FutureMetrics paper focuses on biomass conversions

By Katie Fletcher | December 18, 2014

In November, FutureMetrics LLC published a white paper by William Strauss on the conversion of old pulverized coal plants to use advanced solid biofuel rather than coal. The paper concludes that converting older coal plants is the lowest cost solution to renewable portfolio standard (RPS) compliance.

Advanced solid biofuel is a dense pellet shaped fuel derived from woody biomass. Just two years ago using pulverized wood pellets in large coal-fired power stations to completely replace coal was unproven, but now there are examples of power plants that are able to reliably generate the same amount of electricity as coal.

One example is the 650 MW Drax power station in the U.K., which runs on pulverized white pellets. Two other examples of conversions are by Ontario Power Generation. The OPG Atikokan 240 MW station also runs on pulverized white pellets. OPG’s Thunder Bay 310 MW station has been repurposed to use black pellets instead of coal.

Cofiring pellets with coal has also been proven at various power plants around the world. At low cofiring rates, 3 to 10 percent, pellets can be metered into coal conveyors ahead of the pulverizers with no modifications to the pulverizers or burners.

The median age of pulverized coal plants in the U.S. is 48 years. A chart in the paper shows that 77.3 percent of 428 50 MW or larger coal plants are older than 35. Plants more than 50 years old made up 44.6 percent. The paper indicated that most of the older plants were not compliant with emissions regulations for sulfur, mercury and NOx, and that the plants are facing expensive retrofits to their flue gas cleaning systems.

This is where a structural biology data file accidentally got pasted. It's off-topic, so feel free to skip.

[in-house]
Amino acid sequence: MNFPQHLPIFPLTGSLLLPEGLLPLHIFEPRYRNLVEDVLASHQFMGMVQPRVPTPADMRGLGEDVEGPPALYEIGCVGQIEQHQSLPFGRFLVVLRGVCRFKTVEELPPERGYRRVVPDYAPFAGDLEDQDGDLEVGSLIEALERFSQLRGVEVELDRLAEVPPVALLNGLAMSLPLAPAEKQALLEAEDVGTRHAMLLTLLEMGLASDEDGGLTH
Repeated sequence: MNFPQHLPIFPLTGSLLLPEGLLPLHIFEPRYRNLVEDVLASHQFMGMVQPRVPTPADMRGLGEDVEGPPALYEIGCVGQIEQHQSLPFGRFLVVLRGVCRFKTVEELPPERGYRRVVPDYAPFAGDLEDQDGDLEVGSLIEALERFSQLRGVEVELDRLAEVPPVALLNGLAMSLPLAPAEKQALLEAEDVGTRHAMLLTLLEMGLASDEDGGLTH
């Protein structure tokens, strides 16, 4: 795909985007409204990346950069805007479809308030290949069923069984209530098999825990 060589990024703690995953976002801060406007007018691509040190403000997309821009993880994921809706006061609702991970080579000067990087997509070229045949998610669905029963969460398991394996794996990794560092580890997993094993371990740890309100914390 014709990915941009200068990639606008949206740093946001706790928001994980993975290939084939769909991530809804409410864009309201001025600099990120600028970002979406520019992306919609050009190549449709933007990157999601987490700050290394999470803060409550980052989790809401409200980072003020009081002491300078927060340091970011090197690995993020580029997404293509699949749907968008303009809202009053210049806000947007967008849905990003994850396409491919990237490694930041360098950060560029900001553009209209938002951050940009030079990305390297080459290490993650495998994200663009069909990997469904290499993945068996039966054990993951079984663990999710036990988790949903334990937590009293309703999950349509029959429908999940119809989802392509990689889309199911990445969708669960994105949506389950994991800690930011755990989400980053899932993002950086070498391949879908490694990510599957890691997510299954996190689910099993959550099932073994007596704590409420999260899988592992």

In the U.S. there isn’t a carbon policy to incentivize making the conversion from coal to advanced biofuel, but 27 states do have a RPS. Eleven other states have variants on RPS. The RPS is a regulation that requires utilities to use renewable energy sources for power generation, and its’ goal applies to 55 percent of retail electricity production in U.S. The white paper indicates that the proportion of renewable energy generation required by those states with RPS increases every year towards the goal that each state sets.

The paper compares various energy sources for power plants. The analysis shows that pelletized biofuel is 3.06 times more expensive than coal, although the total cost of generation with pelletized fuel is only 1.29 times higher than coal. Besides hydro, the analysis showed that pelletized biofuel is the lowest cost renewable baseload or peaking solution for power generation. The analysis also indicated because coal is more labor intensive, more jobs are created.

The paper reported for every MWh not generated by coal, on average, about 1,400 pounds of CO2 is not emitted. A 500 MW power station adds up to about 3.35 million tons per year. The report concluded that right now there is a low cost, reliable, ready to deploy, renewable solution to peaking and baseload power demand that would result in the creation of more jobs than any other power generation technology.

The full report can be downloaded on the FutureMetrics website.